Also there seems to be a consensus that there is something lacking in the B&W conversion. The sun was shining brightly on the house but it wasn't shining that brightly over the rest of the scene so the original colours aren't terribly punchy. There are only fleeting moments sometimes, but maybe that's one of the big problems here, the light just wasn't quite right.

Fortunately I can go back and shoot this scene many times until I get it right, because I'm sure there's a very nice photo there waiting to be found.
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Old Mar 6, 2005, 3:58 AM   #7
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peripatetic wrote:
Quote:
Thanks everyone for the comments, they are much appreciated.

I agree, I need to go back with a tripod and bracket. On this trip it was handheld, so I couldn't use multiple layers.

I'm not sure about the "dead space" thing on this photo. To be honest I find that probably 90% of my landscape shots can benefit from cropping but this one I couldn't seem to make any better. One of the things I did want to convey was the sweeping expanse of lawn leading up to the house, so I guess I need to strike a balance between too much and not enough.

Actually it occurs to me that the very tall tree on the left is just clipped at the top, by tilting the camera back just a touch I think I can lose a bit of the lawn and get the top of the tree. If it were a painting I think the artist would include the top of the tree.

Also I like Vito's point, I haven't actually printed this one yet and that's just silly! A print and on-screen are two very different things. I do need to maintain the detail in the grass (in sun and shadow) so ISO100 plus tripod is definitely the way to go here.

Also there seems to be a consensus that there is something lacking in the B&W conversion. The sun was shining brightly on the house but it wasn't shining that brightly over the rest of the scene so the original colours aren't terribly punchy. There are only fleeting moments sometimes, but maybe that's one of the big problems here, the light just wasn't quite right.

Fortunately I can go back and shoot this scene many times until I get it right, because I'm sure there's a very nice photo there waiting to be found.
Uninteresting was probably not the best description for the bottom portion of the scene. The darker bottom in this scene is negative space. If you want the viewer to appreciate the texture and color of the grass leading up to the Mansion, then it needs LIGHT. Some shadows are nice and create interesting lines for the eyes to follow.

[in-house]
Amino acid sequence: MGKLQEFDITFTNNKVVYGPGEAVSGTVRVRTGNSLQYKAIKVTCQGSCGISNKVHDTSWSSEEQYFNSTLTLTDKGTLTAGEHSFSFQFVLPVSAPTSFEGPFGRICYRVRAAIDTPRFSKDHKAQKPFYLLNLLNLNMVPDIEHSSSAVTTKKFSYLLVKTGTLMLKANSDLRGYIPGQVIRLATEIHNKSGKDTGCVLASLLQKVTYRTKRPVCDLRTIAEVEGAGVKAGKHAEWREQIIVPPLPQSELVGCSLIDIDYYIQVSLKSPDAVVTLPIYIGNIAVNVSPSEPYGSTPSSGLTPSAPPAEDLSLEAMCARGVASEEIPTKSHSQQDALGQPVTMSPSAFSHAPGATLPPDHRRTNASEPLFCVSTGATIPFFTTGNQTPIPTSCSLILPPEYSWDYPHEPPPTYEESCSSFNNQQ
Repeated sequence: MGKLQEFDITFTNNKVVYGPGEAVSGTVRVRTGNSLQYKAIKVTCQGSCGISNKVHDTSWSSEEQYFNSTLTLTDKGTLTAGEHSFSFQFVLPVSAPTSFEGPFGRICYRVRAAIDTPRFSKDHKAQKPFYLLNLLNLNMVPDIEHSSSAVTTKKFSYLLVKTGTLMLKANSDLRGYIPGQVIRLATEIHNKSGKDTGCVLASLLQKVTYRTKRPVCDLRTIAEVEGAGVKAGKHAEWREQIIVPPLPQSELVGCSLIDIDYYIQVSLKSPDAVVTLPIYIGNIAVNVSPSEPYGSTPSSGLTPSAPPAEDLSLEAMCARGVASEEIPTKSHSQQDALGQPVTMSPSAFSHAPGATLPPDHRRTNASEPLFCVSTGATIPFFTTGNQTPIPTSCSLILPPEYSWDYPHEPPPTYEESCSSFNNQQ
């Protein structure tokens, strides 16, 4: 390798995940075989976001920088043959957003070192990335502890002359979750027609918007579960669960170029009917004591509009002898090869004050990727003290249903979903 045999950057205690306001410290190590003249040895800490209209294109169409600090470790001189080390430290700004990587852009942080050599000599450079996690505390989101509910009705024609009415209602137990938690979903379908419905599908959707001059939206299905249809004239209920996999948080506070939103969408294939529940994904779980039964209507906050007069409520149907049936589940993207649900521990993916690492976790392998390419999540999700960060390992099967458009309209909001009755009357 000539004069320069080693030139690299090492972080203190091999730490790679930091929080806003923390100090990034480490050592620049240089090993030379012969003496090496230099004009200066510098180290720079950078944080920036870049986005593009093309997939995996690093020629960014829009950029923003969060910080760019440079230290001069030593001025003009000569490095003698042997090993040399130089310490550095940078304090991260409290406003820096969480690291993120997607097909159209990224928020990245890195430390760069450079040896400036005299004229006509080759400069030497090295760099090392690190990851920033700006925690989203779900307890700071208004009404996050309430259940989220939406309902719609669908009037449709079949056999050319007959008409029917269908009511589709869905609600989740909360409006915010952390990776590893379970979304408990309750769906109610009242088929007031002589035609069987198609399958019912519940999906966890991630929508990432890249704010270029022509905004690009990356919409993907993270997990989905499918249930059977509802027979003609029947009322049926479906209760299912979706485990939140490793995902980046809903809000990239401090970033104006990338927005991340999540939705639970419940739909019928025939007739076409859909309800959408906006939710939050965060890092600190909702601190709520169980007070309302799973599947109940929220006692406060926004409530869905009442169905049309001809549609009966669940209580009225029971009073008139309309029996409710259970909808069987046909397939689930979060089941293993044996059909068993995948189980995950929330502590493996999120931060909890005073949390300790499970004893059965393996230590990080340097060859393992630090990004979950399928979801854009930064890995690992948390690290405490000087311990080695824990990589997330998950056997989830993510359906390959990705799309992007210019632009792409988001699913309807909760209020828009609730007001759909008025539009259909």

If you were to hang an 8x10 on the wall, stand back a few feet to view, you'll see that the eyes are first drawn to the brightest area of the scene(Mansion) and then wander off into the sky and out of the frame.

Shooting at a different time of day when the shadows are less directional may work better if this is the framing you want.

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Old Mar 6, 2005, 12:53 PM   #8
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From your original post, it sounds like you have a digital camera there (ie. "set to ISO 1600") etc.

My suggestion: get yourself an R72 infra-red filter, set the white balanceusing thesunlit lawn and shoot an infra-red version of this picture.
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Old Mar 6, 2005, 1:04 PM   #9
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Steve,

Unfortunately I have a Canon 20D. (I never thought I'd hear myself say that :-) )

The IR filter is so good that nothing gets through. They even make a different model, only on release in Japan atm, the 20Da for astrophotography that doesn't have the filter.

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Old Mar 6, 2005, 1:06 PM   #10
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peripatetic wrote:
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Steve,

Unfortunately I have a Canon 20D. (I never thought I'd hear myself say that :-) )

The IR filter is so good that nothing gets through. They even make a different model, only on release in Japan atm, the 20Da for astrophotography that doesn't have the filter.
Is there an IR filter action for PS?